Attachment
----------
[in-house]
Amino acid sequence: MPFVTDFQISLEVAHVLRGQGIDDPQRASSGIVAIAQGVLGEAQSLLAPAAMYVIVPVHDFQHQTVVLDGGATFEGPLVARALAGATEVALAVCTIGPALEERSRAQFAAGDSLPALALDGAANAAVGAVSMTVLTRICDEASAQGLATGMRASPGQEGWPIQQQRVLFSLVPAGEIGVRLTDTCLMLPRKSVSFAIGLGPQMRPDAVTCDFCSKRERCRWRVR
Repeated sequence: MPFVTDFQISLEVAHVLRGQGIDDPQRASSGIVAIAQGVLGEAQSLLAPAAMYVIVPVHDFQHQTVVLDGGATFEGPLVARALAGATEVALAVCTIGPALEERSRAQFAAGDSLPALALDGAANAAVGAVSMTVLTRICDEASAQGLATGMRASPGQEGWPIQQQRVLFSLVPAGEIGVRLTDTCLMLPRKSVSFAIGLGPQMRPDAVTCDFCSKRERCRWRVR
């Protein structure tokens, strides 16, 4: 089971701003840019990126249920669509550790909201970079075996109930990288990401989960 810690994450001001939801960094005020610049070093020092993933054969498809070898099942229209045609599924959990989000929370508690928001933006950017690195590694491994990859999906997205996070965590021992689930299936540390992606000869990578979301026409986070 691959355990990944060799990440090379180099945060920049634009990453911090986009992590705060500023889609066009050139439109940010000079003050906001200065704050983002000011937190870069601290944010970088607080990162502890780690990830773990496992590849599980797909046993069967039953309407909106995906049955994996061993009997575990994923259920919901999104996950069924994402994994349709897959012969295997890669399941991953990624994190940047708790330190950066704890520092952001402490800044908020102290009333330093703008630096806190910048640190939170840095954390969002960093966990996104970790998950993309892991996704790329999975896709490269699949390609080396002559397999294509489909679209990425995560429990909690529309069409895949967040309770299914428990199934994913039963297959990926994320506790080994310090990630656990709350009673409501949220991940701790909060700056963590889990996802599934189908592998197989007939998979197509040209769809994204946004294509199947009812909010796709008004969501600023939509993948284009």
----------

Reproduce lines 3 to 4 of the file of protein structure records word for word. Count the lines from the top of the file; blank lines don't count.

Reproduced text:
Repeated sequence: MPFVTDFQISLEVAHVLRGQGIDDPQRASSGIVAIAQGVLGEAQSLLAPAAMYVIVPVHDFQHQTVVLDGGATFEGPLVARALAGATEVALAVCTIGPALEERSRAQFAAGDSLPALALDGAANAAVGAVSMTVLTRICDEASAQGLATGMRASPGQEGWPIQQQRVLFSLVPAGEIGVRLTDTCLMLPRKSVSFAIGLGPQMRPDAVTCDFCSKRERCRWRVR
């Protein structure tokens, strides 16, 4: 089971701003840019990126249920669509550790909201970079075996109930990288990401989960 810690994450001001939801960094005020610049070093020092993933054969498809070898099942229209045609599924959990989000929370508690928001933006950017690195590694491994990859999906997205996070965590021992689930299936540390992606000869990578979301026409986070 691959355990990944060799990440090379180099945060920049634009990453911090986009992590705060500023889609066009050139439109940010000079003050906001200065704050983002000011937190870069601290944010970088607080990162502890780690990830773990496992590849599980797909046993069967039953309407909106995906049955994996061993009997575990994923259920919901999104996950069924994402994994349709897959012969295997890669399941991953990624994190940047708790330190950066704890520092952001402490800044908020102290009333330093703008630096806190910048640190939170840095954390969002960093966990996104970790998950993309892991996704790329999975896709490269699949390609080396002559397999294509489909679209990425995560429990909690529309069409895949967040309770299914428990199934994913039963297959990926994320506790080994310090990630656990709350009673409501949220991940701790909060700056963590889990996802599934189908592998197989007939998979197509040209769809994204946004294509199947009812909010796709008004969501600023939509993948284009």